February 01, 3000

My Colorado Beekeeping Calendar: A sticky post

A Phenological Calendar for Colorado Beekeepers



By undergoing VIT, I successfully reduced my sensitivity to honeybee venom to safe levels! After taking several years off, my interest in beekeeping has not waned, and I'm anxious to restock our hives. I will definitely let you know when that happens, but first we have to find where to get bees in our new home state of Virginia!

Meanwhile, what about you? What are your plans for this season? If you're in the Denver metro, maybe my Colorado bloom calendar will help you think them through. ☝️ Yellow bars = mason bee tasks, blue bars = honeybee tasks. The green bars in the calendar are what's blooming now. Keep in mind that the dates can shift a couple of weeks in either direction depending on weather conditions. For example, the excessively warm 2017/2018 winter had elm trees blooming well before Valentine's Day. The snow storm on President's Day, though, cut short its blooming period. You can click on any of the events for more details and additional reading. I hope you find it useful.

And don't forget, Marty Hardison's booklet, "The Appropriate Beehive" is available at right. If you like The List he wrote for when to do what for one's bees, please consider making a donation. It'll ensure "The Appropriate Beehive" remains available through this website. I'm working with Marty on an update but am challenged by the limits of Google Docs. Like many right now (2020), I'm unemployed so can't afford Microsoft Word, but I'm trying to find a solution so we can post it for you ASAP. Until then, may your hives be humming. — BB & HB



Blogger Tip: create a "pinned" or "sticky post" by publishing it with a date in the future, like in the year 3000. It'll stay at the top of your page as long as the date hasn't passed.

February 22, 2021

How many hives to start with. A little goes a long whey.

IN SUMMARY: Two's company. Or possibly a crowd.
Plus read through so you don't make the same "get two hives" mistake I did.

A little goes a long whey.

I bought my first beehive in 2008 and the second in 2012. I treated my first hive with tung oil a couple of times but quickly gave up on it. Even when blended with citrus oil to carry it deeper into the wood, tung oil stinks and still doesn't last, so there was no point. Afterwards, I paid no attention to my woodenware because rotting out in Colorado with it's mere 14-inches of rain (in a good year) just doesn't happen. But here in the DC area with its 43-inch average, my hives started to mold almost on arrival. Fuzzy white mold. Polka dots of black mold. The entrance side of my top bar hive was turning black. Ugh. Something had to be done. I found a waterproof stain that's ideal for beehives called PolyWhey, and they look great again. In the photos below (taken last Fall), you can see how my cedar Warré hive and pine Top Bar Hive look before and after. 

Left: untreated cedar. Right: stained with PolyWhey made by Vermont Natural Coatings, in Golden Cedar (mostly).


Left: untreated pine. Right: Brackish Brown reminds me of my childhood violin.

PolyWhey is a stir-it and apply-it dream to use. It's non-toxic, barely has an odor, and cleans up with water. There's a LOT to like about PolyWhey, too much to write about here, and I've already not answered your question about how many hives to start with for long enough, so here's some bullet points.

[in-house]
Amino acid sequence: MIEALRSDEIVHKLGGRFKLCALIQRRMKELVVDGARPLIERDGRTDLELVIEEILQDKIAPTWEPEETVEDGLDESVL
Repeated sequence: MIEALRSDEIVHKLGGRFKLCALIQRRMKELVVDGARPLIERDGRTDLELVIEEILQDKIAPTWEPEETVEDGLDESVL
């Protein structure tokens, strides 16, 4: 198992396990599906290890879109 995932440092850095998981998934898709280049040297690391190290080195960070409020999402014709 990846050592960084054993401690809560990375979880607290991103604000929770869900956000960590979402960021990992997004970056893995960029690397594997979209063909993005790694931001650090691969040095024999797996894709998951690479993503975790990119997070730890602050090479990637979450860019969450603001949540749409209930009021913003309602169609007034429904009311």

• It comes in over a dozen colors. Samples from Green Building Supply are really cost effective!
  • It penetrates the wood yet an 8-ounce sample size is plenty for a three-story hive with some left over.
  • Water sheds off the hives beautifully. Time will tell how long it lasts, and I promise to update the blog when/if they need retreating.
  • There is a temperature/humidity window. I treated my hives back in September when the rain stopped for a hot minute in Virginia.

A little goes a long way.

Finally, to answer, "How many hives to start with?" If your budget only allows for one, that's how I started. It's a totally fine way to start, but when my singleton swarmed it sure would've been handy to have an empty hive on hand. Woodenware is a long-lasting, good investment, so buy two if you can even if you can only populate one at first.

Do not get two different hive styles; that's the mistake I made. Even though both of my hives are "top bar hives," one is managed vertically and the other horizontally. The differences are enough to stymie your progress as a new beekeeper, which in turn can stymie the progress of your bees. Remember, your job first and foremost is to give the bees what they need, when they need it. In fact, it's best to anticipate their needs and have a plan in place, plus contingency plans, so their progress never loses momentum. That gets tricky when you're simultaneously new to bees and working different style hives. The less you're standing around scratching your head wondering what to do, the better off your bees will be.

I'm realizing just now that you may be wondering about more than woodenware, and probably want to know how many colonies to start. Many veteran beekeepers say to start with two or even three but I don't subscribe to that, at least not for the typical backyard. The ability of the environment to handle a large bee population should not be ignored. Honeybees are not native to the US, so every colony you keep puts competitive pressure on the native pollinator population. Especially in suburban backyards, even if well planted, there are limited nectar and pollen sources for the hundreds of native bee species with similar dietary requirements, like bumble bees. Starting with just one or two hives limits the competition while giving you time to find your footing, and an outyard for when you're ready for more.

If you're already a beekeeper, how many hives or colonies did you start with? And are you a native bee keeper, too?